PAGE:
Reality of the Klondike
January 2012 by Gerald T. AhnertI saw gold this summer. The kind of gold that I haven’t seen since ‘81. The kind of gold that rattles in the pan. The kind of gold that would start a stampede—even in 1898.
Everyone has a bucket list, and one of my items has always been to dredge and dive in a major river, Oregon’s Rogue, with the opportunity to find some chunky gold.
The gold was very chunky and much of it had quartz attached. Even back then I knew that the gold was very close to its source.
I had a chance to visit the operation in person and talk with Neal. I was very impressed and I think our readers could learn a lot about building up a commercial placer operation from scratch…
The whole purpose of sampling mineralized ground is to measure the values in a small volume of material that would be representative of a much larger volume of similar material. The key word is representative. Chemical and fire assaying will not accurately represent placer deposits by themselves.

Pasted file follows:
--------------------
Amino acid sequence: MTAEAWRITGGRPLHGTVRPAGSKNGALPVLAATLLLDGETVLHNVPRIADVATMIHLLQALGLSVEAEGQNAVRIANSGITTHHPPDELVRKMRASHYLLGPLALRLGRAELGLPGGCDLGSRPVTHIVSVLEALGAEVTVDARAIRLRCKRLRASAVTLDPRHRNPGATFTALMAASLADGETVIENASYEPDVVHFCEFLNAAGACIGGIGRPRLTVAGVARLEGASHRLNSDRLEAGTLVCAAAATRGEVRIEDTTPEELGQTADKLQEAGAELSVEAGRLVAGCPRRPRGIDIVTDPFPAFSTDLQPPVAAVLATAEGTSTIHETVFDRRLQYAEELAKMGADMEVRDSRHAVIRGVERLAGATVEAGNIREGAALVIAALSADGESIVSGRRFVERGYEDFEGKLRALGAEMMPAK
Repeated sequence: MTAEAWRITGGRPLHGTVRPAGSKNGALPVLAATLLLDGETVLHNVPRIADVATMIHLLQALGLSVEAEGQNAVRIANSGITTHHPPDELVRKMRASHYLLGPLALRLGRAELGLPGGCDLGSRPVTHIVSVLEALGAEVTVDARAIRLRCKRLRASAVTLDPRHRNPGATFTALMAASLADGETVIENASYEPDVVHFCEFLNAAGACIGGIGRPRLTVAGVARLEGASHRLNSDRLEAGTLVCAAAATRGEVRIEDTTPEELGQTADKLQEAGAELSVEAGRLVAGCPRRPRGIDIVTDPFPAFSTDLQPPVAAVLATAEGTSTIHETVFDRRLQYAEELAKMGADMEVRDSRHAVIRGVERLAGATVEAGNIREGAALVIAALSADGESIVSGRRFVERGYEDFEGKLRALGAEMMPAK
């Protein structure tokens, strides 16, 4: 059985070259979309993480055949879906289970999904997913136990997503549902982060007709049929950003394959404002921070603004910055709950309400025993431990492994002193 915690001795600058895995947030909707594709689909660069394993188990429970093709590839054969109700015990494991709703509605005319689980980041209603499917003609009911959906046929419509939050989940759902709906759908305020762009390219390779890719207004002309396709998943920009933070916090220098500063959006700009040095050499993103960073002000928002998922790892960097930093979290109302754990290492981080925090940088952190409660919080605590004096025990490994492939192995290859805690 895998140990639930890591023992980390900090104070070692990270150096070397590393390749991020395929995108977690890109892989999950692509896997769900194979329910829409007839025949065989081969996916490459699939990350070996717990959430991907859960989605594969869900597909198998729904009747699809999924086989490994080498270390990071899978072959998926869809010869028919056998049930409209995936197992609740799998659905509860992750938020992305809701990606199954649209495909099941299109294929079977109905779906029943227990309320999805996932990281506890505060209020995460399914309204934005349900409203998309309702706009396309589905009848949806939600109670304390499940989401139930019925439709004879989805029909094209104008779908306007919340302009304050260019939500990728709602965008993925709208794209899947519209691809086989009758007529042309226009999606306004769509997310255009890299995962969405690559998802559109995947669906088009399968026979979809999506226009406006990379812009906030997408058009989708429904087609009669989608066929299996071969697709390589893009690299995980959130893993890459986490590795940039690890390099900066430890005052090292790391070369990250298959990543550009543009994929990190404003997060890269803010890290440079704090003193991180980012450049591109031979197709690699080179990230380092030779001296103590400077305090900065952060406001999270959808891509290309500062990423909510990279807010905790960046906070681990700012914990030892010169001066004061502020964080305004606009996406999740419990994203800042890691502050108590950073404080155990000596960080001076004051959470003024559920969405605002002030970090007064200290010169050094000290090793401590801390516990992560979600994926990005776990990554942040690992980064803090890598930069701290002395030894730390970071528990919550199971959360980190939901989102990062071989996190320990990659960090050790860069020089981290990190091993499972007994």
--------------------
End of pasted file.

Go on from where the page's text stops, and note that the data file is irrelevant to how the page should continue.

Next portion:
After he excavates the ore down to bedrock, he goes over the bedrock with a metal detector to ensure he didn't leave any gold behind before he backfills the area.
We were met with a plethora of mechanical problems with the dry washer and even a few with the excavator that were at times frustrating, but we were in this for the long haul, so we needed to solve these problems and move forward.
Sampling gold placers can be rewarding, but remember to treat the samples so you are not high grading or low grading your results. Learn the rules and apply them so your samples are accurate.
The Bawl Mill • Southwest Alaska Gold Project Progresses • Good Assays and Bad • Where to Find Gold in Indiana—Part II • Who is a Qualified Person? • Time Well Spent • NWMA Show • River Dredging vs. Creek Dredging—Part II • Pot Hole Gold • Melman on Gold & Silver • Mining Stock Quotes and Mineral & Metal Prices